Travelling by train to Bulgaria
If you have the time to do so, do travel to Bulgaria by train. It is a by far the mode of kings (and queens). With the possible exception of private jet. Europe by train offers an insight into the different countries on your route that air travel cannot compete with and in this way it becomes part of your holiday experience. There are even relatively cheap ways that you can extend the validity of your ticket so that you can stop off at places along the way.
London – Paris – Munich – Vienna – Sofia
The fastest route to Bulgaria by train takes you from London – Paris – Munich – Vienna – Sofia. This journey takes two days. Take the Eurostar from London to Paris in the evening and then head to the Gare de L’est to get the overnight train to Munich. The next day take a train to Vienna and from then an overnight train to Sofia. This is just an example. There are many routes to choose from; I have travelled the London – Paris – Cologne route several times and I know there is an overnight train from Cologne to Vienna.
If you do plan to extend your journey and do a bit of sightseeing then pick a route that will suit you. There are many websites devoted to keeping up to date timetables of a variety of routes across Europe but it is certainly worth checking with train operators direct. There is usually a selection of trains of varying speeds departing from each leg of your trip so if money is less of an object to you than it is to most and you want to get to Bulgaria fast there are certainly quicker ways than those I have outlined above (private jet?)
The easiest and most stress-free way of extending your journey time to enable you to visit places along the route to Bulgaria is by buying an Interrail pass or some other European rail pass (I write this because I am 95% sure that Interrail is the only provider for UK resident – if you are not a resident of Europe there are other providers so fear not!). This is a pass that lets you travel most routes without any additional fee. Be aware though that you may have to pay extra for booking some seats and surcharges may apply for faster trains, upper class, sleeper cars and any route that is not run by the national rail provider. In days gone by you had to be under 26 to qualify for a rail pass but this is no longer the case (although it is more expensive if you are older). There are different types of tickets for different zones in Europe and for the number of days you plan to travel within a certain period. You can even buy a pass for a single country if you are really only interested in exploring one.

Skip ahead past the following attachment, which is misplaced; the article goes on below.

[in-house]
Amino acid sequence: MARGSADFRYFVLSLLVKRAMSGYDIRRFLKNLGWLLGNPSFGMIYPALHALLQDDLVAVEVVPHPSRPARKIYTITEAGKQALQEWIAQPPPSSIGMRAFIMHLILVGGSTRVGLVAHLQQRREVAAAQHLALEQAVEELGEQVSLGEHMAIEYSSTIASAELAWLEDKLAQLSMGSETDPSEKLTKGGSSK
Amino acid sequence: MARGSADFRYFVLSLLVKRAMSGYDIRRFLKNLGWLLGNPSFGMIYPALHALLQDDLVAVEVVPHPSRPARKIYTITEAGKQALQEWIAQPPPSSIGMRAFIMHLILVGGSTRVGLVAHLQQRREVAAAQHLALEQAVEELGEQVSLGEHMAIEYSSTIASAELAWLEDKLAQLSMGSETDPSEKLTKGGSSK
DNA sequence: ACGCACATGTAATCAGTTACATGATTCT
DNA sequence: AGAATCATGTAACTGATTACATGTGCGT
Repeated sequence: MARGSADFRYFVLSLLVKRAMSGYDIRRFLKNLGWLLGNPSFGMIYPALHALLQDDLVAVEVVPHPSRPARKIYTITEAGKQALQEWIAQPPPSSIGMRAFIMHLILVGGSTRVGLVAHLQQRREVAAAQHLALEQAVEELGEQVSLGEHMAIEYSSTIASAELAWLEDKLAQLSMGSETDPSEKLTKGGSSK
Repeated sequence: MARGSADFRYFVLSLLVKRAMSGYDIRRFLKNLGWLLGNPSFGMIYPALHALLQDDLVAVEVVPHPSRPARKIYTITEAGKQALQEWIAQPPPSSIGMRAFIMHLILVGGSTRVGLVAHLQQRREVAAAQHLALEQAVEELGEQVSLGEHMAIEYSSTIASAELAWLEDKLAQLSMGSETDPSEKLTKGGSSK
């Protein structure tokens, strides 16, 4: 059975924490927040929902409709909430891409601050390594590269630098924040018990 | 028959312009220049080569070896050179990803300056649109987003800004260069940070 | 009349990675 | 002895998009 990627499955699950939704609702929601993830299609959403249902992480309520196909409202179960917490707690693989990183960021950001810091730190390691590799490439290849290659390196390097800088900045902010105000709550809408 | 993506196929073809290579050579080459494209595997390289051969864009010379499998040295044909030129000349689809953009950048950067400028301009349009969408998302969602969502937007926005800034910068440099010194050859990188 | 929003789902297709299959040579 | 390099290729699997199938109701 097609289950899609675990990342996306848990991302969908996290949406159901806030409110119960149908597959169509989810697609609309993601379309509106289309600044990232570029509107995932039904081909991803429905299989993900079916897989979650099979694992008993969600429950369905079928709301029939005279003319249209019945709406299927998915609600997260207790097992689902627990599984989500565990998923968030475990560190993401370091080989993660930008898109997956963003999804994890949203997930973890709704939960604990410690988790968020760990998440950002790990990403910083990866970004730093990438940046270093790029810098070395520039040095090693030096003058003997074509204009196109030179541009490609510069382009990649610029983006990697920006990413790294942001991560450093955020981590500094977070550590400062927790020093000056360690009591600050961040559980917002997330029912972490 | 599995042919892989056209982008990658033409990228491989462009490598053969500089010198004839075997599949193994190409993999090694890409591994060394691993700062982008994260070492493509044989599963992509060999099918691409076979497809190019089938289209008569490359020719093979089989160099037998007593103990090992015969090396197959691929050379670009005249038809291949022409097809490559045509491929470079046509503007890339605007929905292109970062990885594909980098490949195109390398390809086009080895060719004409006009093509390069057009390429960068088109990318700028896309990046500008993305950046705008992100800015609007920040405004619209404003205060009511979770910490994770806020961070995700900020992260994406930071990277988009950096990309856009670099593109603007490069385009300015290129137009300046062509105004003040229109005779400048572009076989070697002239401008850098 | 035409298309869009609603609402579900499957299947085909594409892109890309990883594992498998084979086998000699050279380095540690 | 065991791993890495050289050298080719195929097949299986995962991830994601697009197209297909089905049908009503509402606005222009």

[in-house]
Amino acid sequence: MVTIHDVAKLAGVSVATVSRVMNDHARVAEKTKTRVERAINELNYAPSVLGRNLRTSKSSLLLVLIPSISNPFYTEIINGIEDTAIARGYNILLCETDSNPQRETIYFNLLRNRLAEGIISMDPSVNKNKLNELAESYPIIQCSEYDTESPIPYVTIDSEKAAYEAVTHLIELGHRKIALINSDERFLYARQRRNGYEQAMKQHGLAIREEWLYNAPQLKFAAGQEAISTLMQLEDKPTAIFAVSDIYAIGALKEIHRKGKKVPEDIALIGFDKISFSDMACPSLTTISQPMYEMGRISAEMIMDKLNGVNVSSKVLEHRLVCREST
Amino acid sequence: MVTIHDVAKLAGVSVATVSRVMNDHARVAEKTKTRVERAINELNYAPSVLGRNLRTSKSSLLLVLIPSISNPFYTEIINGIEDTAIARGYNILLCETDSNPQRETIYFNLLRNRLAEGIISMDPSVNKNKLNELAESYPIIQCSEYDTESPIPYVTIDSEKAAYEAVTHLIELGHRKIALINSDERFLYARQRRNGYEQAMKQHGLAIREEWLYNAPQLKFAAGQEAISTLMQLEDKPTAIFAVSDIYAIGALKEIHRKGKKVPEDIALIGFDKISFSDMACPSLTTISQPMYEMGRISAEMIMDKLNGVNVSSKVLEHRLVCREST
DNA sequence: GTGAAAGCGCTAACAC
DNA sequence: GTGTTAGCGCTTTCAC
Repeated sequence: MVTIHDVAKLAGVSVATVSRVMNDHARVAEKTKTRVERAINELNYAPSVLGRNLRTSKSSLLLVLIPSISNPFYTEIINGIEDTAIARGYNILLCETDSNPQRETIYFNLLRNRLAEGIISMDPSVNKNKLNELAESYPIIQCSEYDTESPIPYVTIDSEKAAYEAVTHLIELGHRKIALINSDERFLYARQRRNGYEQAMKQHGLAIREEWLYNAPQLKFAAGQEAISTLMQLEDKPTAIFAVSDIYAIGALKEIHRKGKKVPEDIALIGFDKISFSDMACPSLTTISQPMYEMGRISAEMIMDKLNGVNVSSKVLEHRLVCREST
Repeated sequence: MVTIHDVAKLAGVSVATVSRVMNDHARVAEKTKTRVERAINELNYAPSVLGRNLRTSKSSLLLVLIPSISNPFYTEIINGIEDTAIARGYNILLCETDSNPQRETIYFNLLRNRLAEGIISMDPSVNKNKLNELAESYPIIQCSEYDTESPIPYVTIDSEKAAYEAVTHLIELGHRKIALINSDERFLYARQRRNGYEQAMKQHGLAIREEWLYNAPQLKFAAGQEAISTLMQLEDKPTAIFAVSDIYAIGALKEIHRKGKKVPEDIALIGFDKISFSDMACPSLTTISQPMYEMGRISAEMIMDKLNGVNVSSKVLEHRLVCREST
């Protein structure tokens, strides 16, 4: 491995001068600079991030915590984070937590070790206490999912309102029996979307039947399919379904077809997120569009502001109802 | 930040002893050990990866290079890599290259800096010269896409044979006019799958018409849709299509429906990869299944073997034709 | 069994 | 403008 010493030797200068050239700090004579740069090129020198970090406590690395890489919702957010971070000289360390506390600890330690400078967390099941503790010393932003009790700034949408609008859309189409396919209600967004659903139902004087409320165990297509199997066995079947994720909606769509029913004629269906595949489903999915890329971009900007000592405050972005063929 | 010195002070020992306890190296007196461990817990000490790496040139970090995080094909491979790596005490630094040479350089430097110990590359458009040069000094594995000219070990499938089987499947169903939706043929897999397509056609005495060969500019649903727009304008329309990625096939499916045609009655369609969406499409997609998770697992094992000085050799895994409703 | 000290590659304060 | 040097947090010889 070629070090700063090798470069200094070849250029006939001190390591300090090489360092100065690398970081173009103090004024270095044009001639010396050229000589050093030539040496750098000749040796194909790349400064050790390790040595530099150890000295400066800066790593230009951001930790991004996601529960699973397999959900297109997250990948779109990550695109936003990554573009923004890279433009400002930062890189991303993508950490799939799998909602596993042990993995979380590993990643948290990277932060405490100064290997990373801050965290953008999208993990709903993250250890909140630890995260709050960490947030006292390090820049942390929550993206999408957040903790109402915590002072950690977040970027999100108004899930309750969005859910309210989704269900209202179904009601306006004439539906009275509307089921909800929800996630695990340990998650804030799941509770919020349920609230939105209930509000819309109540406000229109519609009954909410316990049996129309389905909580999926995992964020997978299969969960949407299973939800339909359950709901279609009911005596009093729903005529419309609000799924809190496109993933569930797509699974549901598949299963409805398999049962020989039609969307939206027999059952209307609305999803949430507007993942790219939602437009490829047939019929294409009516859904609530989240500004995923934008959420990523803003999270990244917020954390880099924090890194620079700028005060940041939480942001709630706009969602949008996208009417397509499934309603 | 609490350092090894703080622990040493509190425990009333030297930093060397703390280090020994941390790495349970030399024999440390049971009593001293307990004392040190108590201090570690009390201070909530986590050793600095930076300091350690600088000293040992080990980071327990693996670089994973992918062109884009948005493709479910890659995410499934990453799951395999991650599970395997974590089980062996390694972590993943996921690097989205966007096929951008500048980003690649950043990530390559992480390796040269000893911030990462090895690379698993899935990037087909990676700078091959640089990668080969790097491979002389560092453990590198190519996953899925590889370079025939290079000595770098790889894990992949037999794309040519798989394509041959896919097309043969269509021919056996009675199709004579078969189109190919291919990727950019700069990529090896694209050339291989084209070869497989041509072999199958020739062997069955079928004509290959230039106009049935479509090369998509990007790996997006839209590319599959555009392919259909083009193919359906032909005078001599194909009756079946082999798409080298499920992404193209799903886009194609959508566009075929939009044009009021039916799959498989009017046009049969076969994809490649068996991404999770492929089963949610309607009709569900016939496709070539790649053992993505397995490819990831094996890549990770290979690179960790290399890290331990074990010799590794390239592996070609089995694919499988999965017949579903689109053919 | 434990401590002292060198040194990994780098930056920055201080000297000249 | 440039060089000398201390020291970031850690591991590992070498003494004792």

Don’t forget that it is necessary to book seats for some trains, even if it means doing so just before you get on. It is always safer to check. Once I bought the correct ticket but forgot to get it clipped by a little machine before I got on the train (this was in the Netherlands) and were it not for my incredibly charming nature I would have incurred a hefty fine, so beware!
All aboard the night train
Travelling by train overnight doesn’t have to be expensive. You can usually choose your accommodation on a sleeper train. The cheapest is ‘cattle class’ which is just a regular reclining seat (although they don’t recline very far at all). I have slept in one of these and it was absolutely awful! I just couldn’t get comfortable; there was a man in front of me that was snoring very loudly – one of my bugbears, it just grates like fingers on a blackboard – so I basically spent six hours developing a super crick in my neck.
Some sleepers do not offer cattle class, so you have to get a ‘couchette’ (a pan-European phrase, worth remembering) which is a carriage with 4 to 6 beds in bunks so you share with anyone and everyone. The lap of luxury is the sleeper cabin which often has three beds or you could book your own private cabin. Plus you get a sink and there is usually a little wardrobe!! If you are a sociable animal go for the couchette as you will most certainly meet some interesting people.
A good tip is to keep all your valuables close to your person, preferably attached to you somehow, as pick pocketing at night is an occurrence within the realm of possibility unless you have a lock on your door. Certainly from my experience sleeper cabins have bolts and chains on the doors so you can lock it from the inside without it being pick-able from the outside.
You can book your tickets online for some of the route. As you near the end of central Europe you will need to do so by telephone, or just buy your tickets en route. You can buy combined tickets on the Eurostar website to cover your journey through France to whichever adjoining country you choose. It is a question of an online search to find the providers in specific countries (e.g. DeutscheBahn in Germany). There are also booking agents in the UK that will book the whole journey for you. And don’t forget to bring a guide book!
|Last Updated on Monday, 19 October 2009 09:37|